- A group of top state lawyers in October announced the framework for a deal that they said would be worth about $48 billion in cash, treatment drugs and services over time.
- Some state attorneys general and lawyers for local governments criticized it at the time. They’re speaking up anew as the push continues to reach a deal, with a trial over opioids scheduled to start next month in New York.
- Read more about the settlement HERE.
5. US ‘honor roll’ of historic places often ignores slavery
- Antebellum Southern plantations were built on the backs of enslaved people, and many of those plantations hold places of honor on the National Register of Historic Places – but don’t look for many mentions of slavery in the government’s official record of places with historic significance.
- The register’s written entries on the plantations tend to say almost nothing about then-slaved people who picked the cotton and tobacco or cut the sugar cane that paid for ornate homes that today serve as wedding venues, bed-and-breakfast inns, tourist attractions and private homes — some of which tout their inclusion on the National Register like a gold star.
- The National Register of Historic Places lists more than 95,000 sites that are important to the story of theUnited States. From some of the most famous places —such asGeorge Washington’s Mount Vernon estate — to scores of lesser-known plantation homes in the rural South, register entries often ignore the topic of slavery or mention it only in passing, an Associated Press review found.
- Read more from AP’s Jay Reeves HERE.
ALABAMA DAILY NEWS – Opioid settlement still elusive as some lawyers criticize it
ALABAMA DAILY NEWS – GOP attorneys general seek to block Equal Rights Amendment
ALABAMA DAILY NEWS – US ‘honor roll’ of historic places often ignores slavery
ALABAMA DAILY NEWS – Morgan County tax dispute will have statewide impact
ALABAMA DAILY NEWS – ‘Alternative cover’ landfill bill moves forward; ADEM says coal ash no longer permitted material
ALABAMA DAILY NEWS – Daily News Digest – February 21, 2020
AL.COM – Evacuated passengers under coronavirus quarantine being moved to Alabama site
AL.COM – Coronavirus evacuees in Alabama: What you need to know about FEMA’s Anniston facility
AL.COM – Feeding hungry people is the mission behind Drexell and Honeybee’s restaurant in Brewton
AL.COM – Alabama GOP votes to oppose state’s new math standards
AL.COM – First black student at Auburn University will get master’s degree – 51 years late
AL.COM – Columnist Kyle Whitmire: How do you speed up executions? Lawmakers want to cut out state Supreme Court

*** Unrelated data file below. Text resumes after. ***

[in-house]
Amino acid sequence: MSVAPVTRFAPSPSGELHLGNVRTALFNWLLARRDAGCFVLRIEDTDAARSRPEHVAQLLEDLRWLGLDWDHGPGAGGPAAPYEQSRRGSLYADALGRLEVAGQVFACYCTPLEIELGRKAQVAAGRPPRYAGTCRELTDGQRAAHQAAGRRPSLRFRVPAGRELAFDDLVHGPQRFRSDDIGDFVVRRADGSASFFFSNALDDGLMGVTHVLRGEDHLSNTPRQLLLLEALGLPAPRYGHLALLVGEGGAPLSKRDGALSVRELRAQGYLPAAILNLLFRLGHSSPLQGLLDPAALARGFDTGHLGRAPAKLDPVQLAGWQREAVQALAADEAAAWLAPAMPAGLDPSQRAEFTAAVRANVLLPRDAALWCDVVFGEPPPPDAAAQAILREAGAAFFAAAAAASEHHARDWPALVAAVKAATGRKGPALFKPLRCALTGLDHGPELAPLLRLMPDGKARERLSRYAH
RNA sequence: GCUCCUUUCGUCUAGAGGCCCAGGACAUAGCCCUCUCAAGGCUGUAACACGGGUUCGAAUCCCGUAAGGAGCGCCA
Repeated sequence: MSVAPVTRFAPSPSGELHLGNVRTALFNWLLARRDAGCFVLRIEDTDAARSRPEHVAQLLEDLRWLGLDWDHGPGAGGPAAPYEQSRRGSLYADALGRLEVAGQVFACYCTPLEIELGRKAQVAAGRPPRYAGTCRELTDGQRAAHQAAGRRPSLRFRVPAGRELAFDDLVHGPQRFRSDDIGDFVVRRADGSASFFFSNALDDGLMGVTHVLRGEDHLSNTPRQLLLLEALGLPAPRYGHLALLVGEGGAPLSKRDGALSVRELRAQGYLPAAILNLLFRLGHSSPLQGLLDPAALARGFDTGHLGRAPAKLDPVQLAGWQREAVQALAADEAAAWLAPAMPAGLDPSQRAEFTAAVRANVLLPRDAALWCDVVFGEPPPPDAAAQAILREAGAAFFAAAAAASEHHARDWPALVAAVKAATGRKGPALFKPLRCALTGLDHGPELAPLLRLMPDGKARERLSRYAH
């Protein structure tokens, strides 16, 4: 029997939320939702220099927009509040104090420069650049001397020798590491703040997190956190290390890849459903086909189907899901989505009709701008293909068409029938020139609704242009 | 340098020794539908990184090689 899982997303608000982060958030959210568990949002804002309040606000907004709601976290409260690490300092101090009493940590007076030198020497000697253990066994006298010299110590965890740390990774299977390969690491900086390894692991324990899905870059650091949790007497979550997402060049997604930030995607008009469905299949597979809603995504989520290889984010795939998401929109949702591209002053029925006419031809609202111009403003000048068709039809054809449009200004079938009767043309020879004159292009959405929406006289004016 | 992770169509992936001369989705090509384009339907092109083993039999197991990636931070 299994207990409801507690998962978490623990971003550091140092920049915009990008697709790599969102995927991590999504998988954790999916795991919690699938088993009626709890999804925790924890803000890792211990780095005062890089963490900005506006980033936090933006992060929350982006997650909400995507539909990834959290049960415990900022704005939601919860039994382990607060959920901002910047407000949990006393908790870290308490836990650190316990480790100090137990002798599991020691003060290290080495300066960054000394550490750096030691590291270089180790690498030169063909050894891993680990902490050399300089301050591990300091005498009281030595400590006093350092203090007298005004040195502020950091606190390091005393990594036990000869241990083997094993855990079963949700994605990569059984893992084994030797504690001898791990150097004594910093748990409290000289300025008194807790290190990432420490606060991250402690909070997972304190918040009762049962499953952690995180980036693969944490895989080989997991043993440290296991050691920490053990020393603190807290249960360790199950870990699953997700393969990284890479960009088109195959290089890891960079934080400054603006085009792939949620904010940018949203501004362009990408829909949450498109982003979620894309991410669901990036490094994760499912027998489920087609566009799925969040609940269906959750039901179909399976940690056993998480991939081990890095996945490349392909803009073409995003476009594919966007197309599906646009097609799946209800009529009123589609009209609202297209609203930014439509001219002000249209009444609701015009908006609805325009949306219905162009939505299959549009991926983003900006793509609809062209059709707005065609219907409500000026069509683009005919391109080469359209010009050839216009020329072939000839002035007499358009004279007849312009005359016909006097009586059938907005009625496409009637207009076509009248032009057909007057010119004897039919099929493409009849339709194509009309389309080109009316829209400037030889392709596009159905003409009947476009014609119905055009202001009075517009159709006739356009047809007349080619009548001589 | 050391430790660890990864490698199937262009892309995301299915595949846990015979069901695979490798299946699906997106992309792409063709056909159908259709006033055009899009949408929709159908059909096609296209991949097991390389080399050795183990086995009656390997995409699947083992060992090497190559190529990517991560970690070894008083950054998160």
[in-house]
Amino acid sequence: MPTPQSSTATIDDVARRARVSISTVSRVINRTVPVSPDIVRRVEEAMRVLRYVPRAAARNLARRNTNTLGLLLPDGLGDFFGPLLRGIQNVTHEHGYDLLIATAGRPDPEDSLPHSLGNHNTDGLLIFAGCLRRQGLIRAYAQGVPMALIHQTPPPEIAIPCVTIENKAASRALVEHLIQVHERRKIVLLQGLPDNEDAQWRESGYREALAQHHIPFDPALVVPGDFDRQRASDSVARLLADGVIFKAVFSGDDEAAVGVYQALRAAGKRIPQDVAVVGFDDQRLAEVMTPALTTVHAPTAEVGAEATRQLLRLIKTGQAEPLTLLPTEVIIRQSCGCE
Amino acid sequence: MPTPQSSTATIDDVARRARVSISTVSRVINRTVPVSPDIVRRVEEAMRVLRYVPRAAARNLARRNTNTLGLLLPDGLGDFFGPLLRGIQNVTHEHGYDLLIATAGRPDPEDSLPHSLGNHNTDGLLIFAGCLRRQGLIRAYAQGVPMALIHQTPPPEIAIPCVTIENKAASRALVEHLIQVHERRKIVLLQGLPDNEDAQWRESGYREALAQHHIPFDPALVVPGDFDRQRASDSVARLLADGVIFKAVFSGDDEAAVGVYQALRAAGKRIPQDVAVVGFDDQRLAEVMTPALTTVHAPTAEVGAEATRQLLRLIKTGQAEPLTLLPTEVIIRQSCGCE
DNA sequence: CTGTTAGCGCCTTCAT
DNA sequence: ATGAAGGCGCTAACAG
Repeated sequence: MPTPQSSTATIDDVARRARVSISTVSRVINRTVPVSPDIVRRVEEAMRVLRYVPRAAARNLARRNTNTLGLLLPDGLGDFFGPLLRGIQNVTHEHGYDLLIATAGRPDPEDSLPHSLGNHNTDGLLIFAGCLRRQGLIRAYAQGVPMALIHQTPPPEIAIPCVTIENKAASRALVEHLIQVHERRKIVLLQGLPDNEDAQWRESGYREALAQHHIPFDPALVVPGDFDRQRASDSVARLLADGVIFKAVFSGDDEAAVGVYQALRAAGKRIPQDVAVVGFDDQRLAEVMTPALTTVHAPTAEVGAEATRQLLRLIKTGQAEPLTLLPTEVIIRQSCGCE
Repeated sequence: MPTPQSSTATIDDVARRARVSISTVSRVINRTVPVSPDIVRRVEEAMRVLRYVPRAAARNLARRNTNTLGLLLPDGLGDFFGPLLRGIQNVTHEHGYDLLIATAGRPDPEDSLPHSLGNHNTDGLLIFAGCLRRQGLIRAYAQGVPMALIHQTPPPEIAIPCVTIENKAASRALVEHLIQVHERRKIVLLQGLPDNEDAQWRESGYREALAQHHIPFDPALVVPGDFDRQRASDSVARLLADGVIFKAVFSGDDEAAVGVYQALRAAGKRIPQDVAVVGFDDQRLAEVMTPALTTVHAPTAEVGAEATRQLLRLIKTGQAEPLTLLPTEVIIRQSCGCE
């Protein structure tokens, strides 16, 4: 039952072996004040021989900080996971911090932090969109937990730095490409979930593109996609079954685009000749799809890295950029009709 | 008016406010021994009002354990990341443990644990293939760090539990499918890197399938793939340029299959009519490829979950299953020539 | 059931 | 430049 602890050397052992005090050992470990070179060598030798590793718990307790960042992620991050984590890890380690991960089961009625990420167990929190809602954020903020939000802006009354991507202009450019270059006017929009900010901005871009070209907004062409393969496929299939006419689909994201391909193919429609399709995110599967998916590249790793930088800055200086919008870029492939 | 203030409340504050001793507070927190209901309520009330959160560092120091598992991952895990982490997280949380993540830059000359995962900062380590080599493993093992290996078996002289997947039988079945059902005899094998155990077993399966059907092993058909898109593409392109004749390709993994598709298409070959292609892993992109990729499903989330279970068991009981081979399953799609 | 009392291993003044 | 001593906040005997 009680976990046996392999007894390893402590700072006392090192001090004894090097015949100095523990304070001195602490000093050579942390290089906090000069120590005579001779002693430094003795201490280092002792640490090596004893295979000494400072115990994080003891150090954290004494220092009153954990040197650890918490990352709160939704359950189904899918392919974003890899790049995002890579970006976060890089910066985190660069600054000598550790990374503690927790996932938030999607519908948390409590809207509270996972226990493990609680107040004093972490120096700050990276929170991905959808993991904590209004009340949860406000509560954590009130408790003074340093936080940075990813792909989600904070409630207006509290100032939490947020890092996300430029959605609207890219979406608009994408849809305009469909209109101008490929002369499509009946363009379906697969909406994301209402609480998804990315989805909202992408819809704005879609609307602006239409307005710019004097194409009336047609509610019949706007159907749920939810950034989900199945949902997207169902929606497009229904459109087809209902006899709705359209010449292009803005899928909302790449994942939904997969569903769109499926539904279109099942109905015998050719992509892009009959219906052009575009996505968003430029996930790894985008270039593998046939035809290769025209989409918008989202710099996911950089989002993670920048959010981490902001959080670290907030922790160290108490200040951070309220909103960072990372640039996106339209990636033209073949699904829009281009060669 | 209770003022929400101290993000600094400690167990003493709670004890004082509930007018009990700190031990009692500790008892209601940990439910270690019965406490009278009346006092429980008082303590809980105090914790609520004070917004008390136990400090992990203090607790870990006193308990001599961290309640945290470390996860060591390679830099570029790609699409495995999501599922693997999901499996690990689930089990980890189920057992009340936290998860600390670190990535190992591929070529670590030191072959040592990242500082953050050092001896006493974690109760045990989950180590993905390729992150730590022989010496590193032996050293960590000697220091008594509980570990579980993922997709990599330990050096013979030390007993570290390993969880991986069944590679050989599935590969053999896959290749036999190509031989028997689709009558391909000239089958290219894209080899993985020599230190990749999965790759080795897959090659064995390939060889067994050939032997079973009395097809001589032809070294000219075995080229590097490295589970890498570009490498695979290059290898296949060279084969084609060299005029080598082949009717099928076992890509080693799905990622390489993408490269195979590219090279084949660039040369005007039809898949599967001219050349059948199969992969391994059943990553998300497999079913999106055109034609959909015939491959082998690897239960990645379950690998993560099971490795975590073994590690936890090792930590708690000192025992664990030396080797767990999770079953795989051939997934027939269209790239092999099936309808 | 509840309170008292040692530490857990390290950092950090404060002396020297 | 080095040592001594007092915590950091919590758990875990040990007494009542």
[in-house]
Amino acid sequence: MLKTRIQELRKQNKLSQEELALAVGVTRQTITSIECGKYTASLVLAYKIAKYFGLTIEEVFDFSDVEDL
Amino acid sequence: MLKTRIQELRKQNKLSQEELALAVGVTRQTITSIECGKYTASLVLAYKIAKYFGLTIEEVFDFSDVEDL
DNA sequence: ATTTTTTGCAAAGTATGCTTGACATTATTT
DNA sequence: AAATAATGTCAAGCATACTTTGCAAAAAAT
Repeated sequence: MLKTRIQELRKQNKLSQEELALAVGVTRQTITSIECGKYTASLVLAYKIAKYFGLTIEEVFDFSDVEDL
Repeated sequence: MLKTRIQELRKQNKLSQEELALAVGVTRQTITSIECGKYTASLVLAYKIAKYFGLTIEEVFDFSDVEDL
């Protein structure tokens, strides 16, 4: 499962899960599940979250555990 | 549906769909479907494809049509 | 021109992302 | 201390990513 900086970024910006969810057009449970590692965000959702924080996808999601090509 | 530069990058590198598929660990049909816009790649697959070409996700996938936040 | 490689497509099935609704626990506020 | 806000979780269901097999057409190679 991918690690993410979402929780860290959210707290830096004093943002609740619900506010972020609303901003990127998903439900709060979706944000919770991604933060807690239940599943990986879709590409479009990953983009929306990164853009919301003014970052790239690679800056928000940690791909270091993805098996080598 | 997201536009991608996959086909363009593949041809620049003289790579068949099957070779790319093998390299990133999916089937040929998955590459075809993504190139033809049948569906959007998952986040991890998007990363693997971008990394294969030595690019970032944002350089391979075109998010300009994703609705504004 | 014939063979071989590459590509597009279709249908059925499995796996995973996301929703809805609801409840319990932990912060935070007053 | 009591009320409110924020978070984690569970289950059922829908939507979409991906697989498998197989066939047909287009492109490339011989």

AL.COM – Carl far outspending rivals in Alabama’s 1st congressional race
AL.COM – Jeff Coleman maintains fundraising lead in 2nd District congressional race
AL.COM – Columnist Roy Johnson: City council president reveals $600,000 BCRI deficit, but timing raises questions
AL.COM – Hibbett looking forward in 75th year under new CEO
YELLOWHAMMER NEWS – Scientist: Fossils reveal Alabama most biodiverse state in the country
YELLOWHAMMER NEWS – ALFA urges Alabamians to vote ‘Yes’ on Amendment One
YELLOWHAMMER NEWS – Mooney for Senate endorsed by 10 state legislators
WBRC – Payday loan bill dies, but issue not dead
TIMES DAILY – Turning automaker executives into residents a challenge
TUSCALOOSA NEWS – Columnist Tommy Stevenson: Not many delegates at stake in Alabama
ANNISTON STAR – We asked federal officials about coronavirus and the CDP. Here are their answers.
MONTGOMERY ADVERTISER – Contributor Vanzetta McPherson: The uncomfortable Alabama mansion
MONTGOMERY ADVERTISER – Auburn Arena fan ejected after yelling xenophobic taunt at Tennessee’s Santiago Vescovi
DOTHAN EAGLE – The Dothan Eagle: Bad legislation
WASHINGTON POST – Bernie Sanders decisively wins Nevada caucuses
WASHINGTON POST – Responding to news of Russian interference, Trump sends chilling message to U.S. intelligence community
WASHINGTON POST – Costa Mesa, Calif., granted federal restraining order to prevent transfer of coronavirus-infected patients
WASHINGTON POST – Rod Blagojevich called himself a ‘political prisoner.’ Anderson Cooper wasn’t having it
NEW YORK TIMES – Columnist Maureen Dows: America’s Parasite: Frankly, Trump doesn’t give a damn
NEW YORK TIMES – Medicare’s Private Option Is Gaining Popularity, and Critics
NEW YORK TIMES – Warmest January Ever Puts 2020 on Track to Be One of Top 10 Hottest Years